Helping Your Child Transition to a New School

Author: Alecia Pirulis


Moving can be especially difficult for school-age children. They are leaving behind friends, family, their home, and their school. In front of them, they face a multitude of unknowns: in some cases a new state, often a new city, and usually a new neighborhood. They are moving to a place where everything is different — and they have to go to an unfamiliar school where they could struggle with getting lost, falling behind, or not making friends.

If possible, tour potential schools before you move. Take your child on these walk-throughs so he or she can see the different facilities, offer input, and feel a part of the decision-making process. Once you’ve settled on a school, contact that school and ask them to send a welcome packet – this packet will contain registration information, a school supplies list, clinic forms, bus information, and volunteer opportunities.

If your child is currently involved in after-school activities such as clubs or sports, be sure to ask about similar programs at the new school. If your child is heavily involved in the robotics club or part of the school football team, you’ll want to make sure those opportunities are available. But also ask about other clubs and activities – the new school may offer something different that will interest your child.

Check the school calendar on their website and make note of important dates, such as open house and parent-teacher conference week. You’ll want to attend these, especially as a new member of the community. Not only is it a great way to find out what is happening at the school and with your child, but you can also meet other parents – which could help your child make friends easier.

Make sure the school can meet the needs of your child – especially if they have special needs. If the school doesn’t offer classes designed to meet those needs, ask how they intend to help your child succeed. If you aren’t happy with the special education program, be sure to consider other area schools – both public and private.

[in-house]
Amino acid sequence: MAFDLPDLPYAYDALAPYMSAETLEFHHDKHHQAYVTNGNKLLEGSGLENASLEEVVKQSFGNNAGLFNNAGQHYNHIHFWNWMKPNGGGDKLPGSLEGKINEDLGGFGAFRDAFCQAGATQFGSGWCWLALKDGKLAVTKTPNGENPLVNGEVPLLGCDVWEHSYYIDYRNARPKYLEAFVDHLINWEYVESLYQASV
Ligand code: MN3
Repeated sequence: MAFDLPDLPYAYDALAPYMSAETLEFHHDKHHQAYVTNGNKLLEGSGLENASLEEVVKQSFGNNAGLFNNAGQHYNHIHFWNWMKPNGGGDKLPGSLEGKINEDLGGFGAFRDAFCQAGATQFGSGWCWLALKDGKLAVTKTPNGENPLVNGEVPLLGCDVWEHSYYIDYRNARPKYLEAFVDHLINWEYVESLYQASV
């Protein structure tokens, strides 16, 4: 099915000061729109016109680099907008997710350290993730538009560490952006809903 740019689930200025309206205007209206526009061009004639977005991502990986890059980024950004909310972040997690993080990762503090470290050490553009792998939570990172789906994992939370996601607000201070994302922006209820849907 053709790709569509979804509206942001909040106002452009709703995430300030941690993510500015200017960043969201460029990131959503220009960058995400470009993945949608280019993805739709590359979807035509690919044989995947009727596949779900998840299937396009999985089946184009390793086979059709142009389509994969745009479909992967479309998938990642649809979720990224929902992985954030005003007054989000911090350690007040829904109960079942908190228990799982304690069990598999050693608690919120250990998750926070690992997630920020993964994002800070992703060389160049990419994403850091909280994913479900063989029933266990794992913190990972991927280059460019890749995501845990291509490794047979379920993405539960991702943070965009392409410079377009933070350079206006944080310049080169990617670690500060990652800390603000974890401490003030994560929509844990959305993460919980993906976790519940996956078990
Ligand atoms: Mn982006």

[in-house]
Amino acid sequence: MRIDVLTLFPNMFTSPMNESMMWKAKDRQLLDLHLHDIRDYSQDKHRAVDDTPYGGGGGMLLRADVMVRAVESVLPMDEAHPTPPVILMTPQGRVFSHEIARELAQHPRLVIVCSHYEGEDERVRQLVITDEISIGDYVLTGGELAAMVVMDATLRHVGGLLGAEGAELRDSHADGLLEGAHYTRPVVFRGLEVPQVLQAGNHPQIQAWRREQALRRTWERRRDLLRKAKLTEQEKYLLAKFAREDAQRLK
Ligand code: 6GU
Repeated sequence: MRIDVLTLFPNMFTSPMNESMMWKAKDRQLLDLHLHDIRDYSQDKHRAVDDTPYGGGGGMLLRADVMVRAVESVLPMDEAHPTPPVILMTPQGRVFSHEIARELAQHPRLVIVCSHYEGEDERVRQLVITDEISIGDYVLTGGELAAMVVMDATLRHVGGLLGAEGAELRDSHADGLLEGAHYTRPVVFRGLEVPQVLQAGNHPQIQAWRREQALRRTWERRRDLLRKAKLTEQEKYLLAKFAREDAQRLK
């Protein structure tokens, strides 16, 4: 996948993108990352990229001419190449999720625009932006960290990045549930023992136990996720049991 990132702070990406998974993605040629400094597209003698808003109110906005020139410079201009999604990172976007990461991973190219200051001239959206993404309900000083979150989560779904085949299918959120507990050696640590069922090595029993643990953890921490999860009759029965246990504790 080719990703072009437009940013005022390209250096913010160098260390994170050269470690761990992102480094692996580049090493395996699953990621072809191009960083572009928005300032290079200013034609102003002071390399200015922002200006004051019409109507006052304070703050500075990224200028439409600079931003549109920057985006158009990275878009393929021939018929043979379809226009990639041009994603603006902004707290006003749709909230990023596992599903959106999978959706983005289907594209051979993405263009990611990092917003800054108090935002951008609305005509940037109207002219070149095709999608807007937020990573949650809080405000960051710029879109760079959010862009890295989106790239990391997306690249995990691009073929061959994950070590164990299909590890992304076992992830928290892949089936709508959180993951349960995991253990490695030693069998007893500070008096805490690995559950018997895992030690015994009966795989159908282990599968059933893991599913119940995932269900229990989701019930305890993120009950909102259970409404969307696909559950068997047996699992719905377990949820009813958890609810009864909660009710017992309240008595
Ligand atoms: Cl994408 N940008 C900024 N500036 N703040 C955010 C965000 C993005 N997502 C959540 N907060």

Gather all of your child’s records, including report cards and medical forms, and make extra copies of everything. The report cards will help with placing your child appropriately, while the medical forms are necessary for enrollment, extracurricular activities, and summer camps.

Be clear on the school’s rules – especially the dress code. Some schools are device-friendly and allow children to use these in the classroom – other schools are not, and will even suspend a child for bringing these devices to school. If your child has been in a device-friendly school, don’t assume the new one has the same policy. Also, your current school may have a lenient dress code, while the new school is much stricter – be sure to read the student handbook and help your child get a stress-free start at his or her new school.

If possible, arrange a few play dates. Those parents you met at the PTA meeting? Arrange a get-together! It can be at your house or at a nearby park – make it clear that you want parents and children for the visit. While the children are playing, you can establish valuable lines of communication with the parents of your child’s peers. Getting to know other parents will help keep you in the loop – both at school and in the community.

Be patient! Your child may have some trouble at the beginning. Learning the way around a new school, adjusting to new curriculum and teaching styles, making new friends – it all takes time! Be aware that you may experience a few bumps in the road. Stay in touch with the school and address any issues as quickly as possible.